Motorists should note that driving laws have been updated in many states. Before getting behind the wheel, they should take the time to seek information specific to their state. But here's a quick look at some of the more notable changes that went into effect on Jan. 1 across the country:
California makes two big changes
In California, texting while driving is legal again.
There's one big catch to that – drivers must do it using a hands-free device. A state congressman wrote the new law to keep up with new technology, such as Apple's Siri or new in-car connectivity systems.
California Highway Patrol officer Adrian Quintero tells public radio that the change is very specific. "If you're driving with a phone in your hand and you're operating with the phone in your hand, it is a violation of the section. ... It has to be hands-free."
If drivers cannot use their smart phones for texting while driving in California, they can use them for showing police officers proof of insurance during traffic stops.
A new law gives motorists the option of displaying the proof of insurance on electronic devices so they don't have to drive around with a copy in their glove box.
Florida law OKs warnings
In Florida, it is now OK for motorists to flash their headlights and warn other drivers of a speed trap ahead. But beware: Some lawyers say the law still has loopholes that overzealous officers could use to punish motorists.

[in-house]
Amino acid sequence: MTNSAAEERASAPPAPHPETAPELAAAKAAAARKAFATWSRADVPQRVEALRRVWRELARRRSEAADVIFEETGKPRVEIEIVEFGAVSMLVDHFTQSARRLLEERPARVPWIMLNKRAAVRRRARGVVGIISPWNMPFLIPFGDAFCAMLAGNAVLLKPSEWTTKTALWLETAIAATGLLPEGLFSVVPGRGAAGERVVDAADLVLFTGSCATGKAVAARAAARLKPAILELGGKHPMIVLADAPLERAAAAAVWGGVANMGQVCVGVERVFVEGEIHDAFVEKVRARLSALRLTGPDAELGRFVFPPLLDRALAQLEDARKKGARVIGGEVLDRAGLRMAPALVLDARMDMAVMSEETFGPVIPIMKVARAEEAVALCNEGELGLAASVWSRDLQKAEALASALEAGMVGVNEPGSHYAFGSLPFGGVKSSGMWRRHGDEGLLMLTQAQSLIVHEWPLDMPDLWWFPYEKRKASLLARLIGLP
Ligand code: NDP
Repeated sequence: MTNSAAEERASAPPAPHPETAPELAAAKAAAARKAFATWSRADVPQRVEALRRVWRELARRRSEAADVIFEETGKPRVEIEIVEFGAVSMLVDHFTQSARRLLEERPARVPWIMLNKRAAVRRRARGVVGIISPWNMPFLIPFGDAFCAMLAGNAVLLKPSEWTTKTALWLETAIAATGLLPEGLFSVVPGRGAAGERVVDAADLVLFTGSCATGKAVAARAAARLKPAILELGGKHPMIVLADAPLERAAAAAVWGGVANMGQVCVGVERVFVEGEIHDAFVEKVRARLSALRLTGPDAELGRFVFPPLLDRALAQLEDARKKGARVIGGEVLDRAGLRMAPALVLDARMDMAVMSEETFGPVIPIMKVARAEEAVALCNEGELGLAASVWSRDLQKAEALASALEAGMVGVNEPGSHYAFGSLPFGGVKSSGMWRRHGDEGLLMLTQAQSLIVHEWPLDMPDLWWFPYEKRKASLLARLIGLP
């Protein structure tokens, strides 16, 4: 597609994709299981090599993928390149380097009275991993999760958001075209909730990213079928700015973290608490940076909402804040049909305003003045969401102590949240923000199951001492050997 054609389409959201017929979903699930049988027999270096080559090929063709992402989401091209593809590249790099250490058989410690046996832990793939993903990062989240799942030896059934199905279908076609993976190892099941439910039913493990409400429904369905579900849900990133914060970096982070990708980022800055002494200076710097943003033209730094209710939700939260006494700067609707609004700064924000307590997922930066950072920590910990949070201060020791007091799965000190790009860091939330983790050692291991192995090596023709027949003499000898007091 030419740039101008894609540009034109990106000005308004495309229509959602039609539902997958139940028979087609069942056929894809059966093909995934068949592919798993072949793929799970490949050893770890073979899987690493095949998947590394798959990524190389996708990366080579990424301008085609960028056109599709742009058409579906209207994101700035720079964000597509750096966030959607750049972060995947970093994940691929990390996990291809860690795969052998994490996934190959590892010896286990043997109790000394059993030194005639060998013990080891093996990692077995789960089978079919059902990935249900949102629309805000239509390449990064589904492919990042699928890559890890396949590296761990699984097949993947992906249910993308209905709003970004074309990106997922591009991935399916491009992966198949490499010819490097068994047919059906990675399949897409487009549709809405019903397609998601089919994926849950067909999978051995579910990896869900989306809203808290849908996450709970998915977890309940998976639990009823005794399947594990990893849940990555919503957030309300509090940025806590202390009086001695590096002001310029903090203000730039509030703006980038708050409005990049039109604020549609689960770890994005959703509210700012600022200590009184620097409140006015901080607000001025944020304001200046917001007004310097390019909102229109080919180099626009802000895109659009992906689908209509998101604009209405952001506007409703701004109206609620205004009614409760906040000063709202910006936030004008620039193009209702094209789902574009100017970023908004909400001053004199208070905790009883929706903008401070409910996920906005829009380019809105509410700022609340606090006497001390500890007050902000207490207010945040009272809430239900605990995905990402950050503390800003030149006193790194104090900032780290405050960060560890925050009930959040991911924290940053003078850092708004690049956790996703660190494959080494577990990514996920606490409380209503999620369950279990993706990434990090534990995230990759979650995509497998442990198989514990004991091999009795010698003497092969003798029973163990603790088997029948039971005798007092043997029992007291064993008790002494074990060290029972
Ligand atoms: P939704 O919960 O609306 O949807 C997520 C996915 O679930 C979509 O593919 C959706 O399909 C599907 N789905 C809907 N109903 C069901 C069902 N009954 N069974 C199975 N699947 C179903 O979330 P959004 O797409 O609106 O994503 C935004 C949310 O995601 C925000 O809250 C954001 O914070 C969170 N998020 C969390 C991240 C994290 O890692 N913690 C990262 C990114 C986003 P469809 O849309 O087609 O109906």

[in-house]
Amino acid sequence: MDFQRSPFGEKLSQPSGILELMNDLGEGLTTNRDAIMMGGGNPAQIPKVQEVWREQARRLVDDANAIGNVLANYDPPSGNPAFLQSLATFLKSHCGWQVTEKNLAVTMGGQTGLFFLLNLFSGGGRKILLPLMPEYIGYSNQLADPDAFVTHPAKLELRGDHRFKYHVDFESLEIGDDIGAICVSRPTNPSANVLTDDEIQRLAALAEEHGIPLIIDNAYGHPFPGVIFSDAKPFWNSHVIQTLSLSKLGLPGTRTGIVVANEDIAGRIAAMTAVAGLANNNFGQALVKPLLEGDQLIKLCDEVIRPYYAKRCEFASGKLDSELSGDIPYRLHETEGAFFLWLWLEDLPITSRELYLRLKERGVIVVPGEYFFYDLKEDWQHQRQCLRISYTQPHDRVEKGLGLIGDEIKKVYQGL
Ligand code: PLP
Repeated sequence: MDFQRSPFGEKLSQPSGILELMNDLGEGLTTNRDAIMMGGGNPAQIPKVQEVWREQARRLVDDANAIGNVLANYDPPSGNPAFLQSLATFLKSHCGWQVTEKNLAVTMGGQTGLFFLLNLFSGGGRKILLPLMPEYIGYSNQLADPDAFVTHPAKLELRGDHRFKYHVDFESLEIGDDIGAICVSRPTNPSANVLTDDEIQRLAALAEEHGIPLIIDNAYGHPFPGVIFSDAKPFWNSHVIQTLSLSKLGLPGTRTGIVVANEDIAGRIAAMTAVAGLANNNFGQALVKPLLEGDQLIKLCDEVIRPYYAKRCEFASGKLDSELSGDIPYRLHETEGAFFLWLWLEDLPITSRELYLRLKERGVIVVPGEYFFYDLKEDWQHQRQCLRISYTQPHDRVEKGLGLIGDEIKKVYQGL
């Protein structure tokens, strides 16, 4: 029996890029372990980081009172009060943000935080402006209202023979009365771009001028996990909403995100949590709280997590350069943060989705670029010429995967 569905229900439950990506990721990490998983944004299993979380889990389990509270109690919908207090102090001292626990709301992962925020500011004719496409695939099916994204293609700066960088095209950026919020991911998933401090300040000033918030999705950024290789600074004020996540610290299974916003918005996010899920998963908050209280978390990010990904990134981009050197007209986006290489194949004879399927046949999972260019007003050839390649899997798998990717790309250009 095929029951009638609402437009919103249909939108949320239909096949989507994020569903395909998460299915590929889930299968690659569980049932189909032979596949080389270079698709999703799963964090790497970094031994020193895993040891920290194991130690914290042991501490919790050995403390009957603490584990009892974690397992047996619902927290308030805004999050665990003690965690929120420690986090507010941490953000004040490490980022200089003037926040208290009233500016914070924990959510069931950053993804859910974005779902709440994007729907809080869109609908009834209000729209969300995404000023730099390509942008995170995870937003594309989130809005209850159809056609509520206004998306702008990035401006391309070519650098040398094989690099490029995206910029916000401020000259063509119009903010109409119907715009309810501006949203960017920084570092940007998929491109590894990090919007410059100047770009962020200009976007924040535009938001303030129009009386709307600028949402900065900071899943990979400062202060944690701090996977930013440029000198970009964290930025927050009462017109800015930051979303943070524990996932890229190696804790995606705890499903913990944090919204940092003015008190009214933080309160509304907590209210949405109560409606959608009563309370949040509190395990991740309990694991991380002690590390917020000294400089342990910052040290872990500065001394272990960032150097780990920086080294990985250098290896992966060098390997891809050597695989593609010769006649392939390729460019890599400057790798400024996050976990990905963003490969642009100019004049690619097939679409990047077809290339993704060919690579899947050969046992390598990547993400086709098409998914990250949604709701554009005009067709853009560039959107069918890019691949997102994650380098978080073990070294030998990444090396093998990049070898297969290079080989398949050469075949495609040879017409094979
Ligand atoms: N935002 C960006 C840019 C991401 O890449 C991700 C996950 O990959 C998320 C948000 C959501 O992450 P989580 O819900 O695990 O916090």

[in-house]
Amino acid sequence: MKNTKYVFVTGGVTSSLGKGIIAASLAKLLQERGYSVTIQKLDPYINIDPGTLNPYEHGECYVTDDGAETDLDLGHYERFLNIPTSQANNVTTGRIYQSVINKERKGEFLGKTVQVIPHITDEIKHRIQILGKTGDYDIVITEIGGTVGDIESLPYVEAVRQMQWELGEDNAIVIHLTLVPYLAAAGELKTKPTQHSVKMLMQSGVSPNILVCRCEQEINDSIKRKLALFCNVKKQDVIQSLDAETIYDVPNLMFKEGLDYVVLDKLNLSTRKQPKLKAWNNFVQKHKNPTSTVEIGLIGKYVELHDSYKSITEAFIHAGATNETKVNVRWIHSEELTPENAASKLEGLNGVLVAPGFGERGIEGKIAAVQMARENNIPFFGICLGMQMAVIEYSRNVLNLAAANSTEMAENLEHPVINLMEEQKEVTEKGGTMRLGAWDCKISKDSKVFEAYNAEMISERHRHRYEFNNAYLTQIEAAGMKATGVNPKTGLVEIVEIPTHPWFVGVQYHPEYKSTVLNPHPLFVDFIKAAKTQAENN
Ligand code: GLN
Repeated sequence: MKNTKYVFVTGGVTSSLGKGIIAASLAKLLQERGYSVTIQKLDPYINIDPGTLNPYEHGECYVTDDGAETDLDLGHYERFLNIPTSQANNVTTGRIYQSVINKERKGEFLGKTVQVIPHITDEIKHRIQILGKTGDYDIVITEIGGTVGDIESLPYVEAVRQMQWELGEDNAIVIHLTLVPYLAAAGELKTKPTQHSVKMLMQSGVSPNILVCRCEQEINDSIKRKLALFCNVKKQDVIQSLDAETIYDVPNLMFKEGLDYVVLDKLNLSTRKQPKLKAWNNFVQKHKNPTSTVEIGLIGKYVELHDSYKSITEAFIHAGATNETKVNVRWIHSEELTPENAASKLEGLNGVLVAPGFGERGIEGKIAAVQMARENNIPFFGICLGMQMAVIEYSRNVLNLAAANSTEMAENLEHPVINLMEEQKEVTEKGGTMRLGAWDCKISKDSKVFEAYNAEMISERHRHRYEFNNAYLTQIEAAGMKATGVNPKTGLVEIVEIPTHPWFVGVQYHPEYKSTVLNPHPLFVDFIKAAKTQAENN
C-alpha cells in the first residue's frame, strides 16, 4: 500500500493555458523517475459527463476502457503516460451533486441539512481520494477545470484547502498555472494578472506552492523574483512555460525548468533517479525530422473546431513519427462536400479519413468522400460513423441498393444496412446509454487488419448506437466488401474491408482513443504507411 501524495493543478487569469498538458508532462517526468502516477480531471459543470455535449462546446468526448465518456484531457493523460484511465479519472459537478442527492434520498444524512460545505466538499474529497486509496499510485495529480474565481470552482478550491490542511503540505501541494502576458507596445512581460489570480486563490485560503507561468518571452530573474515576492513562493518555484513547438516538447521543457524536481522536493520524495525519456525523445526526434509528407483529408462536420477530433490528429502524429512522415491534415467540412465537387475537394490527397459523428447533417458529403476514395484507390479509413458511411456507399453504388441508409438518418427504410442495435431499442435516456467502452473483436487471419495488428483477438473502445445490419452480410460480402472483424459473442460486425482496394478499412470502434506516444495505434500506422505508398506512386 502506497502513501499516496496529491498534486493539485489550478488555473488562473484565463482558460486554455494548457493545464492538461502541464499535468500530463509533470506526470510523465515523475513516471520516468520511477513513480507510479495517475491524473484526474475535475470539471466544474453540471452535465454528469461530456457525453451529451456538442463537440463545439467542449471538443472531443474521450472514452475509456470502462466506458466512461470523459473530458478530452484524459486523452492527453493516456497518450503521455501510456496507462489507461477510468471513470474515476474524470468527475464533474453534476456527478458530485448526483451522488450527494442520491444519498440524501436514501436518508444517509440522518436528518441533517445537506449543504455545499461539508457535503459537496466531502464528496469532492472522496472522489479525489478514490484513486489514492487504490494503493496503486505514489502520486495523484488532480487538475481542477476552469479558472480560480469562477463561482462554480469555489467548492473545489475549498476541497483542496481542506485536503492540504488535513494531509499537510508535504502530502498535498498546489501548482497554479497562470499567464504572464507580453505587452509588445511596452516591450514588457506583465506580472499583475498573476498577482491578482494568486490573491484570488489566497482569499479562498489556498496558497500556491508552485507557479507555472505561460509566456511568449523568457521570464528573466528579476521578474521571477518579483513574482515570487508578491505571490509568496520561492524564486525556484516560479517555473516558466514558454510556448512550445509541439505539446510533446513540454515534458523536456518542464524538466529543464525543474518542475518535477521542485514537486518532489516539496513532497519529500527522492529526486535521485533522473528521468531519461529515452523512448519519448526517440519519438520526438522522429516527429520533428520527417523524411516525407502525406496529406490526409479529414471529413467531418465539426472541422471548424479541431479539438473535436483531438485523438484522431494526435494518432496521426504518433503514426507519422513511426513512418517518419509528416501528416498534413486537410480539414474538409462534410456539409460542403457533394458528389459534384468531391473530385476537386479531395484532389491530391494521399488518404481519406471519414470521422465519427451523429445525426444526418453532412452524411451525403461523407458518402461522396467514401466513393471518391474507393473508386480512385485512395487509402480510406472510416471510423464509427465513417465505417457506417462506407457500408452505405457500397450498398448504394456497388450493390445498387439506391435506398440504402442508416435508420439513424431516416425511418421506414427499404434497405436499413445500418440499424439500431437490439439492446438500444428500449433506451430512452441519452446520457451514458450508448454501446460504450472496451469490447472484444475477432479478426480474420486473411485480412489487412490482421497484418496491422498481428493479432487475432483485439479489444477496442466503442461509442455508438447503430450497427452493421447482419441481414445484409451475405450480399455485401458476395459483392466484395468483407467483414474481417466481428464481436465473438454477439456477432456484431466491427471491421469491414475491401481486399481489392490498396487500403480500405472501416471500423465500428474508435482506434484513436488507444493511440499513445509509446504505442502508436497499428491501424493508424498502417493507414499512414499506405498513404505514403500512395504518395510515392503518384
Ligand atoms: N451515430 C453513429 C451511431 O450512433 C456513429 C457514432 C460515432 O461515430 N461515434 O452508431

Motorcylists under the microscope
In Illinois, lawmakers are cracking down on motorcyclists.
Bikers face a $1,000 fine if they are caught popping wheelie[s while speeding, and the punishment grows for a second ($2,500) and third ($5,000) offenses. A second law is aimed at motorists who have high handlebars on their bikes. State Bill 3452 prohibits handlebars from being higher than the driver's head.
It also mandates that cyclists keep at least one hand on the handlebars at all times.
Teen drivers face longer wait
In Maine, teen drivers face more stringent requirements. A new state law lengthens the intermediate phase of teen-driving permits from six months to nine months. In that timeframe, teen drivers with a permit still cannot drive passengers or drive at night.
Limiting passengers and night-time driving are two key steps parents can take in keeping their teenagers relatively safer on the road. Here's a look at other tips parents can use to keep their new drivers as safe as possible.